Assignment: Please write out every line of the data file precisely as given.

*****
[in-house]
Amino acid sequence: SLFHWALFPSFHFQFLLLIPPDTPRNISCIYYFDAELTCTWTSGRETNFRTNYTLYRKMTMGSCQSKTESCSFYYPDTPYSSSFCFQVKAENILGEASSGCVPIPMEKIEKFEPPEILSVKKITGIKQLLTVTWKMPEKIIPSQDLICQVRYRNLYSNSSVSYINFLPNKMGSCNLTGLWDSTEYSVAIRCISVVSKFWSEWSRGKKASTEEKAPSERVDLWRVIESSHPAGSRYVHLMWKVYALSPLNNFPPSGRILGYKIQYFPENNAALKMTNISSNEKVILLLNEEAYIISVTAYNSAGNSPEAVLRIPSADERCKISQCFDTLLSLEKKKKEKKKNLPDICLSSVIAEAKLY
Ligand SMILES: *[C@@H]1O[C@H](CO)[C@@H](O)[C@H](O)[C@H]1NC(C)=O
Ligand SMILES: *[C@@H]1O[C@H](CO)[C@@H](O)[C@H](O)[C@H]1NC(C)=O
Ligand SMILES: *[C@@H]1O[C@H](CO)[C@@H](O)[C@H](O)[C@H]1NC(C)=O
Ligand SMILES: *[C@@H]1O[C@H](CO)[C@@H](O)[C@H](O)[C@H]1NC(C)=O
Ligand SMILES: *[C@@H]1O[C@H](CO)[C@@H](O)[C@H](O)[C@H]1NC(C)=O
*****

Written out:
[in-house]
Amino acid sequence: SLFHWALFPSFHFQFLLLIPPDTPRNISCIYYFDAELTCTWTSGRETNFRTNYTLYRKMTMGSCQSKTESCSFYYPDTPYSSSFCFQVKAENILGEASSGCVPIPMEKIEKFEPPEILSVKKITGIKQLLTVTWKMPEKIIPSQDLICQVRYRNLYSNSSVSYINFLPNKMGSCNLTGLWDSTEYSVAIRCISVVSKFWSEWSRGKKASTEEKAPSERVDLWRVIESSHPAGSRYVHLMWKVYALSPLNNFPPSGRILGYKIQYFPENNAALKMTNISSNEKVILLLNEEAYIISVTAYNSAGNSPEAVLRIPSADERCKISQCFDTLLSLEKKKKEKKKNLPDICLSSVIAEAKLY
Ligand SMILES: *[C@@H]1O[C@H](CO)[C@@H](O)[C@H](O)[C@H]1NC(C)=O
Ligand SMILES: *[C@@H]1O[C@H](CO)[C@@H](O)[C@H](O)[C@H]1NC(C)=O
Ligand SMILES: *[C@@H]1O[C@H](CO)[C@@H](O)[C@H](O)[C@H]1NC(C)=O
Ligand SMILES: *[C@@H]1O[C@H](CO)[C@@H](O)[C@H](O)[C@H]1NC(C)=O
Ligand SMILES: *[C@@H]1O[C@H](CO)[C@@H](O)[C@H](O)[C@H]1NC(C)=O